The

C

MAR. 30, 2012 • PAGE 7

GTMO

SCOOP

JOB HUNT

ADMIN ASSISTANT/BOOKKEEPER

LAKESHORE TOLTEST

JTF’S SAFE RIDE HOME. To prevent drinking and driving, those out drinking can take a safe ride home. Those not drinking can walk. Call 84913 or 84781.

Needed to provide administrative/accounting support, prepare confidential documents, maintain/set-up filing systems, monitor and track projects, Allocate costs to projects, Handle accounts, prepare financial reports, assist with payroll, answer phones, Arrange travel, maintain calendars, process mail, prepare reports and coordinate/ process general administrative work. Community College and 1-3 years experience; or High School diploma and 3-5 years experience. Also 2+ years of Bookkeeping / Accounting skills. Excellent communication/interpersonal skills required along with advanced knowledge of Microsoft Office and ability to maintain confidentiality at all times. Please apply on-line at http://www.lakeshoretoltest.com/pages/careers

BASE PHONE DIRECTORY Tired of not knowing the phone numbers for stuff? Well check it out friends!, There is a Base Telephone Directory available at BCO@usnbgtmo. navy.mil or call x2500.

IOM

SOCIAL SERVICES ASSISTANT The International Organization for Migration (IOM) is hiring Social Services Assistants to work with the migrants, on one year fixed term UN system GS contracts. This is an exciting opportunity to work for a leading intergovernmental organization with a dynamic population! Must be fluent in Spanish. Please contact Kathi Diaz or Jodie Williams for more information at 74788.

WINDJAMMER WEEKEND LUNCH The Windjammer Restaurant is open from 1200-1700 every weekend for pizza, beer and to catch your favorite games on their TV’s. Sweet. FMI, call 75503.

SOCIAL SERVICES ASSISTANT FOR FISHING RECREATION Must be fluent in Spanish, must have MWR Captain’s License. Part time position (1-2 weekend days per month). Flex. FMI, call 74788.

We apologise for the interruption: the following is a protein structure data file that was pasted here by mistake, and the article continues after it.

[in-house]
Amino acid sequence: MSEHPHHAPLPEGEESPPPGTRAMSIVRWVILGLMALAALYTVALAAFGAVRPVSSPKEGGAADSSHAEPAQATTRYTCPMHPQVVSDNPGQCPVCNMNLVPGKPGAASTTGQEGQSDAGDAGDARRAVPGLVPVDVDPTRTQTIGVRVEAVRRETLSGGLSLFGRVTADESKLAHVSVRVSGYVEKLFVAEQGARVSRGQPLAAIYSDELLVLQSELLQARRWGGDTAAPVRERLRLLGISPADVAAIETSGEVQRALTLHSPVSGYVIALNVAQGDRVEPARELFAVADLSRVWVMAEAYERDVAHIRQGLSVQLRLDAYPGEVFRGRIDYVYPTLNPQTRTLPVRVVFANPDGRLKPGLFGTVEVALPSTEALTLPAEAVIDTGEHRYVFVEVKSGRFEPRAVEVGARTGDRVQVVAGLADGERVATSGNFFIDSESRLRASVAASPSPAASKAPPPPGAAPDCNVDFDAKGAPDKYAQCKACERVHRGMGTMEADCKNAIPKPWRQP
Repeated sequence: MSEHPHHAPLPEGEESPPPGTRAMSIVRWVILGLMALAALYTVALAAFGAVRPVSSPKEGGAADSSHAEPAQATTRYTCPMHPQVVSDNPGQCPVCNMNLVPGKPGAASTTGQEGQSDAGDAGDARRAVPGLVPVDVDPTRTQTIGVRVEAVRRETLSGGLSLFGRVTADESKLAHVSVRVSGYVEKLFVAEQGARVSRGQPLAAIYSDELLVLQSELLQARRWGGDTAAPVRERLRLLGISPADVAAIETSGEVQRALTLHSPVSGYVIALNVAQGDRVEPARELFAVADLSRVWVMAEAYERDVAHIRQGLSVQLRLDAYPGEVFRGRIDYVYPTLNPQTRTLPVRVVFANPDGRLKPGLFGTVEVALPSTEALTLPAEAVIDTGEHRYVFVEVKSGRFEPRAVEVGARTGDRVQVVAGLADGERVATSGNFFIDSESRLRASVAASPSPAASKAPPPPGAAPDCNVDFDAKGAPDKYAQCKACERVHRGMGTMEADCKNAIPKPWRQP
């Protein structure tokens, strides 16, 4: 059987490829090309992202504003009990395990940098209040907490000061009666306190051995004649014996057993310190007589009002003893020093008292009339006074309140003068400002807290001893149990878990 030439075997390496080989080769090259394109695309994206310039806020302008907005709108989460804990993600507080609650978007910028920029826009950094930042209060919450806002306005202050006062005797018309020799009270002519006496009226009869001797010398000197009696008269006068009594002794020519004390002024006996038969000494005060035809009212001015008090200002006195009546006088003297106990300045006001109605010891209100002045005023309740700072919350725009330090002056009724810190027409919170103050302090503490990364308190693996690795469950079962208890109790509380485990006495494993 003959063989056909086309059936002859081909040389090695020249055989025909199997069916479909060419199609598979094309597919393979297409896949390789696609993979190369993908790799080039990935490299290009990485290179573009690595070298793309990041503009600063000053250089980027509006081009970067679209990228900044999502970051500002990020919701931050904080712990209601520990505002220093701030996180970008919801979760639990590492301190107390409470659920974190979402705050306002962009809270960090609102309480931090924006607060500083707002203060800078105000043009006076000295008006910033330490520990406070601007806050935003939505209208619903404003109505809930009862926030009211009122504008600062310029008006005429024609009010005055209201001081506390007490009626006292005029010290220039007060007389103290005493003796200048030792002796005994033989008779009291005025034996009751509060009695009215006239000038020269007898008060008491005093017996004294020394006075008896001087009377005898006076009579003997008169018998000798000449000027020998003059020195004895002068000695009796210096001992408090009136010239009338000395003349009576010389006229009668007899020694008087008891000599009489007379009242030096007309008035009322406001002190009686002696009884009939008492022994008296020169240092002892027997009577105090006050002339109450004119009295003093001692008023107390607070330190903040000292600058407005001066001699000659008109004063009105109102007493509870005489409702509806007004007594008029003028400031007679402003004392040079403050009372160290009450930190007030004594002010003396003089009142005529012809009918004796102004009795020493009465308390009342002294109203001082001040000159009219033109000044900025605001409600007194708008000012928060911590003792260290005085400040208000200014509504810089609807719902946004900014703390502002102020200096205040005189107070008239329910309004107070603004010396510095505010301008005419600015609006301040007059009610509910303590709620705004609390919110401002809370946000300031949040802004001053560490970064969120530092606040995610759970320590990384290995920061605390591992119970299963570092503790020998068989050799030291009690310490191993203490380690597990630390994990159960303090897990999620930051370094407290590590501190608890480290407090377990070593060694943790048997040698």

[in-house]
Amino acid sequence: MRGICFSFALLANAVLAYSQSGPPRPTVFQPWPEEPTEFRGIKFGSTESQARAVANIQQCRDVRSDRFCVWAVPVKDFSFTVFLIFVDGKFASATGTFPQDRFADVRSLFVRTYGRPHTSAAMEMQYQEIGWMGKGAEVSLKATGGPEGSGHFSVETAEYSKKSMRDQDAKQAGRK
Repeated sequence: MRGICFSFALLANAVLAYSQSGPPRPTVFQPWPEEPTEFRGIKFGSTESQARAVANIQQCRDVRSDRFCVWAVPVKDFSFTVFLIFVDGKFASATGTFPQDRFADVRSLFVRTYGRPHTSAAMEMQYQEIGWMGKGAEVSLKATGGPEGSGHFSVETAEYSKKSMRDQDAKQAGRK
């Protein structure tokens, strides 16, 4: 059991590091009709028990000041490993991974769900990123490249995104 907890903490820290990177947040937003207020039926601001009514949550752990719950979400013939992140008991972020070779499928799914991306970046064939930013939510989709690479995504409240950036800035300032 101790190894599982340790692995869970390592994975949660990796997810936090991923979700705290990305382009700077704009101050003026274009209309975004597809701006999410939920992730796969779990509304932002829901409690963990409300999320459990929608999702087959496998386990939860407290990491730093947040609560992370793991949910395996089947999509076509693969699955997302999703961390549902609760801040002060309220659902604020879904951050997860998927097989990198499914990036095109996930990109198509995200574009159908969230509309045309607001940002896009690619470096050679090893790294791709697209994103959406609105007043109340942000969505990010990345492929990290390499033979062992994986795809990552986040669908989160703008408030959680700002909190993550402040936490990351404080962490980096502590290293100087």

LIBERTY GTMO HISTORY HIKE Apr. 1, Ferry Landing Beach, 0800. 10 miles of guided walk/hike of GTMO history. Water and snacks provided. FMI, call 2010.

MWR

ELECTRICIAN U.S. hire, $14.47 hr., FN hire, $8.08 + .40 BA

CAR BUYING STRATEGIES Apr. 6, FFSC Bldg. 2135, 1030-1200. Learn the steps to purchasing a vehicle, and what to know before you purchase, like whether or not the car should have tires and a hood. Call 4153 to register. EASTER EGG HUNT Apr. 7, 0900, Windjammer Pool. Join in the Easter fun by looking for eggs in a pool. There will be more than 20 events for kids of all ages. Prizes for each event and the Easter Bunny is even going to make an appearance. Do not push the bunny in the pool. FMI, call 2205. EASTER DAY CHAMPAGNE BRUNCH Apr. 8, Bayview, 1000-1400. Please make a reservation for groups of 10 or more. FMI, call 75604. Champagne in the morning?...Don’t mind if I do. COOKING CLUB Tired of cold pizza and stale nachos for every meal? Well, learn to cook with the Cooking Club. They meet once a month from 1830-2030. Pick a theme and a location. What a fun way to get together and share food and recipes. I know i’m tired of hotdogs and Ramen noodles. For more information get in touch at rhammett@brgtmo.com. LEEWARD AIR TERMINAL UPDATE Until further notice, the ATM at Leeward Air Terminal will be out of service. Please plan accordingly. FLAG FOOTBALL LEAGUE Season starts Apr. 9. Coaches meeting is Apr. 4. Leagues open for men and women. Men’s teams will be 9-on9. Women’s teams will be 7-on-7. Free registration at Denich Gym. Trophies for 1st and 2nd place teams. Open to ages 16 and up. FMI, call 2113. REGGAE/HIP HOP SHOW Reggae and Hip Hop sensation ‘Rayvon’ and Miami’s own DJ Epps live in concert for one night only at the Windjammer Ballroom. Apr. 21, 2200-Midnight. Free show for adults 21 and up. FMI, call 75503. You heard it here first, Rayvon is coming to town.

COMPUTER TECH Flex, U.S. hire, must be CAC eligible